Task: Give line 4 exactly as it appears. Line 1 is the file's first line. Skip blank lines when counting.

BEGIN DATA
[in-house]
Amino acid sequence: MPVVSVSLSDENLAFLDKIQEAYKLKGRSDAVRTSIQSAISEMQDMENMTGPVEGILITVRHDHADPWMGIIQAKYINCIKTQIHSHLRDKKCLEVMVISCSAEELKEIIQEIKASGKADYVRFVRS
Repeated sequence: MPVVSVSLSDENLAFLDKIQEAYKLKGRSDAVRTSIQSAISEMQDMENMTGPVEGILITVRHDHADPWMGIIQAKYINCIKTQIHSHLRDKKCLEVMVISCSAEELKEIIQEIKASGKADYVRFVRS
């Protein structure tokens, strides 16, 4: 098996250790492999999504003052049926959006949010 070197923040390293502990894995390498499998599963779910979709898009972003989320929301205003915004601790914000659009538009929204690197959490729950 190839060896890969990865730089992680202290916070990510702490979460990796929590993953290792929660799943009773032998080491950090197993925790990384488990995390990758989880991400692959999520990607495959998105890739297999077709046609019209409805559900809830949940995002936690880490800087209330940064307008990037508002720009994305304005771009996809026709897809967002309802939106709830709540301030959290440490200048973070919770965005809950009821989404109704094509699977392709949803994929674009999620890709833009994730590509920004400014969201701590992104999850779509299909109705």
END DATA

């Protein structure tokens, strides 16, 4: 098996250790492999999504003052049926959006949010 070197923040390293502990894995390498499998599963779910979709898009972003989320929301205003915004601790914000659009538009929204690197959490729950 190839060896890969990865730089992680202290916070990510702490979460990796929590993953290792929660799943009773032998080491950090197993925790990384488990995390990758989880991400692959999520990607495959998105890739297999077709046609019209409805559900809830949940995002936690880490800087209330940064307008990037508002720009994305304005771009996809026709897809967002309802939106709830709540301030959290440490200048973070919770965005809950009821989404109704094509699977392709949803994929674009999620890709833009994730590509920004400014969201701590992104999850779509299909109705």